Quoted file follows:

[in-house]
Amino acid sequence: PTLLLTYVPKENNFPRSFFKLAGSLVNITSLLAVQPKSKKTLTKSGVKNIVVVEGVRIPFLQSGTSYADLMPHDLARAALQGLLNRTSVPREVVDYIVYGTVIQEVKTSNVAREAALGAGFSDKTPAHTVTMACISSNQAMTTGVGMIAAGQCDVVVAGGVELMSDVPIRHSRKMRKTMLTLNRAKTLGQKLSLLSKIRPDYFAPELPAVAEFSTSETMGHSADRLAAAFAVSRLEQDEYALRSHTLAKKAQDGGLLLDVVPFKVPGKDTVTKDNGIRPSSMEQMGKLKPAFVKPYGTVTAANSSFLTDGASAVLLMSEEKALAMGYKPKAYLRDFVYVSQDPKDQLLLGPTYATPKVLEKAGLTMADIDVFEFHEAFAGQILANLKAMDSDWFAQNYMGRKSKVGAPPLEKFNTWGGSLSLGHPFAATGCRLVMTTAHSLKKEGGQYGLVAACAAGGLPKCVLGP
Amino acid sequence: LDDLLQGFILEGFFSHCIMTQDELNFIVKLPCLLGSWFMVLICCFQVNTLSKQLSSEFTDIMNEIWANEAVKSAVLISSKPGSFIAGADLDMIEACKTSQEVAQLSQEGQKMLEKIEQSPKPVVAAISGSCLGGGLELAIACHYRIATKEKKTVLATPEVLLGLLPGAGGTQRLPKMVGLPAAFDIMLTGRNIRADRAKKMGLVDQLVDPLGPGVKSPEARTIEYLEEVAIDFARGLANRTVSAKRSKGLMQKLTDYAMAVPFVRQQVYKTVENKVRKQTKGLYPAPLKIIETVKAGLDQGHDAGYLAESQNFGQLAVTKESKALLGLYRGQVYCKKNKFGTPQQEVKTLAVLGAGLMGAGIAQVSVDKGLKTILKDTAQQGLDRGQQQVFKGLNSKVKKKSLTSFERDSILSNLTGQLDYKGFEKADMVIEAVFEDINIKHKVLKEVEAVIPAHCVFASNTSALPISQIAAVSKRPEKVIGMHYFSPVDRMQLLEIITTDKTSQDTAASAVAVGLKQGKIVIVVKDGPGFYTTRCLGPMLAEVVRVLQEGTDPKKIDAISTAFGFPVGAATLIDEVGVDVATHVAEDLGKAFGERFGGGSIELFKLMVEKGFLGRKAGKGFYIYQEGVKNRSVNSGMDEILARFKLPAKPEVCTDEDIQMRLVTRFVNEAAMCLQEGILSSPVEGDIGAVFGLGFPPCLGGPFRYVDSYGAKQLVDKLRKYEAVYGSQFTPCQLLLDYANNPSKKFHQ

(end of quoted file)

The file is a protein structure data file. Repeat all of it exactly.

[in-house]
Amino acid sequence: PTLLLTYVPKENNFPRSFFKLAGSLVNITSLLAVQPKSKKTLTKSGVKNIVVVEGVRIPFLQSGTSYADLMPHDLARAALQGLLNRTSVPREVVDYIVYGTVIQEVKTSNVAREAALGAGFSDKTPAHTVTMACISSNQAMTTGVGMIAAGQCDVVVAGGVELMSDVPIRHSRKMRKTMLTLNRAKTLGQKLSLLSKIRPDYFAPELPAVAEFSTSETMGHSADRLAAAFAVSRLEQDEYALRSHTLAKKAQDGGLLLDVVPFKVPGKDTVTKDNGIRPSSMEQMGKLKPAFVKPYGTVTAANSSFLTDGASAVLLMSEEKALAMGYKPKAYLRDFVYVSQDPKDQLLLGPTYATPKVLEKAGLTMADIDVFEFHEAFAGQILANLKAMDSDWFAQNYMGRKSKVGAPPLEKFNTWGGSLSLGHPFAATGCRLVMTTAHSLKKEGGQYGLVAACAAGGLPKCVLGP
Amino acid sequence: LDDLLQGFILEGFFSHCIMTQDELNFIVKLPCLLGSWFMVLICCFQVNTLSKQLSSEFTDIMNEIWANEAVKSAVLISSKPGSFIAGADLDMIEACKTSQEVAQLSQEGQKMLEKIEQSPKPVVAAISGSCLGGGLELAIACHYRIATKEKKTVLATPEVLLGLLPGAGGTQRLPKMVGLPAAFDIMLTGRNIRADRAKKMGLVDQLVDPLGPGVKSPEARTIEYLEEVAIDFARGLANRTVSAKRSKGLMQKLTDYAMAVPFVRQQVYKTVENKVRKQTKGLYPAPLKIIETVKAGLDQGHDAGYLAESQNFGQLAVTKESKALLGLYRGQVYCKKNKFGTPQQEVKTLAVLGAGLMGAGIAQVSVDKGLKTILKDTAQQGLDRGQQQVFKGLNSKVKKKSLTSFERDSILSNLTGQLDYKGFEKADMVIEAVFEDINIKHKVLKEVEAVIPAHCVFASNTSALPISQIAAVSKRPEKVIGMHYFSPVDRMQLLEIITTDKTSQDTAASAVAVGLKQGKIVIVVKDGPGFYTTRCLGPMLAEVVRVLQEGTDPKKIDAISTAFGFPVGAATLIDEVGVDVATHVAEDLGKAFGERFGGGSIELFKLMVEKGFLGRKAGKGFYIYQEGVKNRSVNSGMDEILARFKLPAKPEVCTDEDIQMRLVTRFVNEAAMCLQEGILSSPVEGDIGAVFGLGFPPCLGGPFRYVDSYGAKQLVDKLRKYEAVYGSQFTPCQLLLDYANNPSKKFHQ